a quick trip up there and take some photos of both during
production for the archives.
Of course. Laramie is always where I want to be in February. But I
should thing the chips, during production, would be frozen before they
hit the ground right now. Or blown past Chian.

Tom "always interested in the end product" Madden


Re: Adding weight to a stock car

Jerry Dziedzic
 

--- In STMFC@..., "Douglas Harding" <dharding@...> wrote:

Stockcars were typically shoveled out and then steam cleaned after
use. The
steam caused the paint to peel and the wood to fade. You might
consider a
grey for weathered wood with an off-white to represent the lime that
was
used for a disenfectant, but I concur on the flat black as far less
visible.

FWIW, I have begun shooting the interior of my stock cars with a medium
gray, weights and all. You'd be surprised how subtle the effect is; in
my opinion, gives the sides more visual "pop" than otherwise.

Jerry Dziedzic
Pattenburg, NJ


Re: Adding weight to a stock car

Malcolm Laughlin <mlaughlinnyc@...>
 

I use a thin layer of lead sheet on the floor, painted black like the floor. The lighting is rarely good enough to notice the floor inside a stock car and besides my eyes aren't small enough to see through the slats.

Malcolm Laughlin, Editor 617-489-4383
New England Rail Shipper Directories
19 Holden Road, Belmont, MA 02478


Chips

Mike Brock <brockm@...>
 

Doug Harding notes:

And Mike if you are really interested, they raise cattle in Florida, head
inland and look down, be careful where you walk. I don't think the color of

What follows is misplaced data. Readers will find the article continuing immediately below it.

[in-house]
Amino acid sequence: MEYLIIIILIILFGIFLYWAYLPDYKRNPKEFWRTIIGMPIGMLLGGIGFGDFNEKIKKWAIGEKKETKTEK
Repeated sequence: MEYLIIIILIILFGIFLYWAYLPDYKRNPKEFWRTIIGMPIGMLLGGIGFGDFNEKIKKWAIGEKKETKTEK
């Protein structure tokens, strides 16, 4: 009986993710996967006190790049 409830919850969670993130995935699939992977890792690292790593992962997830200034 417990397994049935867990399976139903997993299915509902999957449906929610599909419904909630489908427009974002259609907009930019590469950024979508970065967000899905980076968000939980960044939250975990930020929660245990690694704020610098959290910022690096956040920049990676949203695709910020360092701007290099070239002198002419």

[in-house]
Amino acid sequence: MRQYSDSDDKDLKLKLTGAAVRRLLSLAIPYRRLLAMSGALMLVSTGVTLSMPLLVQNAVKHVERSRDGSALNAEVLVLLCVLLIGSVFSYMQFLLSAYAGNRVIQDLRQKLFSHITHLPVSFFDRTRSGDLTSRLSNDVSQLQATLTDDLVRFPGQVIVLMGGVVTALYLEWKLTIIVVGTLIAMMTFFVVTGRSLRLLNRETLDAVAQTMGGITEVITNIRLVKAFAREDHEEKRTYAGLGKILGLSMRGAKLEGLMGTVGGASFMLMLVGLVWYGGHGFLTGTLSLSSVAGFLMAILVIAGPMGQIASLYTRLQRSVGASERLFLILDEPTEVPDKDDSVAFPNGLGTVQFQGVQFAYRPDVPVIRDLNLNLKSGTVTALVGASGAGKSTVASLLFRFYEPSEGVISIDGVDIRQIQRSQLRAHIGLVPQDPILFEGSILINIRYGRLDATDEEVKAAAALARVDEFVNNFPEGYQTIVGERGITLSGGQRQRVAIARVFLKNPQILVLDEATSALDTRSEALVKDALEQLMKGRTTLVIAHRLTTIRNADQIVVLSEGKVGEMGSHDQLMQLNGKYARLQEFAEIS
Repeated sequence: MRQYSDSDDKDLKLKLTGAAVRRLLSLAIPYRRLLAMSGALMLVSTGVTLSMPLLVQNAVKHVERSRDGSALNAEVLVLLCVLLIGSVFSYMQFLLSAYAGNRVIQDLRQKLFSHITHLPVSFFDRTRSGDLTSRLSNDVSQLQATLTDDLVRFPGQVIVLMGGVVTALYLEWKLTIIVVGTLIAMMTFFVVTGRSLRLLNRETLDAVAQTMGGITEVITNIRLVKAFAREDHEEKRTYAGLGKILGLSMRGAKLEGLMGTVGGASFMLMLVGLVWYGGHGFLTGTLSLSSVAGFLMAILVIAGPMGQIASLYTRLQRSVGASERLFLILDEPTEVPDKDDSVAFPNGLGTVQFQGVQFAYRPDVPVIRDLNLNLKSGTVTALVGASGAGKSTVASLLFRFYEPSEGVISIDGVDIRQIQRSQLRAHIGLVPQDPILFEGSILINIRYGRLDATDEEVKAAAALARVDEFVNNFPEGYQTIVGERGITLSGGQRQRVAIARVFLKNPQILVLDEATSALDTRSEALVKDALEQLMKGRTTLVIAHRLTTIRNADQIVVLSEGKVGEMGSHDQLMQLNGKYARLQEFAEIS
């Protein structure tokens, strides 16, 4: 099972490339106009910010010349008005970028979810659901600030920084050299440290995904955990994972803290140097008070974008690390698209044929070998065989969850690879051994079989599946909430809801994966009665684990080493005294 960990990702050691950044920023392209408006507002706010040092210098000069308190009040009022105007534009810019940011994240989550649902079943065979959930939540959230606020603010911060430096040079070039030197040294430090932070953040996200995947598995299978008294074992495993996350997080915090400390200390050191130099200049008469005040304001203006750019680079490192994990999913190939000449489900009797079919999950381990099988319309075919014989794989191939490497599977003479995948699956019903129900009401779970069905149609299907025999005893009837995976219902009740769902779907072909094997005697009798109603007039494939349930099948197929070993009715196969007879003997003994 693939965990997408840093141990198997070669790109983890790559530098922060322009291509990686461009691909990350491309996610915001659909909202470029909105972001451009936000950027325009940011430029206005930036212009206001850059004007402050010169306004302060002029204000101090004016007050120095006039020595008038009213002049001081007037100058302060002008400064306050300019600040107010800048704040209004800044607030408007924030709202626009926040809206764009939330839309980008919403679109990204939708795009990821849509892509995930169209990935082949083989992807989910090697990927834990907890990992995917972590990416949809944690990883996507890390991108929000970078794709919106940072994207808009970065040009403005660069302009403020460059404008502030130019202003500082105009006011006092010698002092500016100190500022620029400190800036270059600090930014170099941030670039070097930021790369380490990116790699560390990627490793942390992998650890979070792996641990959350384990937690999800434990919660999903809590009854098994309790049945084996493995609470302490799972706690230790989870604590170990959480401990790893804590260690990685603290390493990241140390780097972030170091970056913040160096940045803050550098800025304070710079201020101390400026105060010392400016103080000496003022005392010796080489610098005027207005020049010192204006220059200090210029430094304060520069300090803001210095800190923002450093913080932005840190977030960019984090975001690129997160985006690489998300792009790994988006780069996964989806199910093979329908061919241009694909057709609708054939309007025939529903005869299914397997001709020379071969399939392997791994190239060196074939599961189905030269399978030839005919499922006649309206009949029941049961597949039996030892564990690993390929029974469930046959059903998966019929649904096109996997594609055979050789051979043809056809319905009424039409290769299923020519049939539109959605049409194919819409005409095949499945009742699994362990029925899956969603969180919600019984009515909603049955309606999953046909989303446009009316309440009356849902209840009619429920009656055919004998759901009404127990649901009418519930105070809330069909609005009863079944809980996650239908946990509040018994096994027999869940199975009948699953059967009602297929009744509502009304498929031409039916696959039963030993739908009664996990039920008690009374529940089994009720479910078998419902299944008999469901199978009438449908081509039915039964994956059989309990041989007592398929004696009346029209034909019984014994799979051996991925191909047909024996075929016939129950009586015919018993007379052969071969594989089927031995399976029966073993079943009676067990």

manure has changed through the years. It is affected by what the cattle are
eating.
But that's the point, Doug. Florida grasses are quite different from those in Iowa and/or Wyoming. Wouldn't it be better to match to a chip in the area of actual use? To add to that, chip colors have probably changed over the yrs due to changes in grass types and....well...there must be SOME reason but I'm not sure if the color of such chips might change over time. We obviously need to hear from someone more versed in chip matters than I am.

Spen Kellogg adds:

"Haven't you modeled those chips on the federal grazing land alongside
your track work climbing up and over Sherman Hill? <VBG> What color are
those "chips?"

Well, yes, I've tried to determine the colors from photos from the '50's but one should never trust to film with its color shifts, etc. And, besides, there's those &%*($$ analopes that were and still are found on the Hill. I can't tell if the chip is from analope or cattle from photos. In fact, I think the only sure fire way would be to see them being produced. Tom Madden doesn't live too far from there...perhaps he could take a quick trip up there and take some photos of both during production for the archives. I'd hate for someone to discover that I had used the color of analope chips in my stock cars. And, don't forget... The cars...once emptied of cattle would have these floor colors until cleaning. One BIG advantage with this pursuit of knowledge is that it will help in modeling the ground in the stock pen at Buford. Hmmm. Wonder if they cleaned that very often?

Mike Brock


Re: Seaboard-Coast Line Modeler No. 3

Doug Brown <g.brown1@...>
 

I closed Outlook, reopened it and now the main page link works.

Doug

-----Original Message-----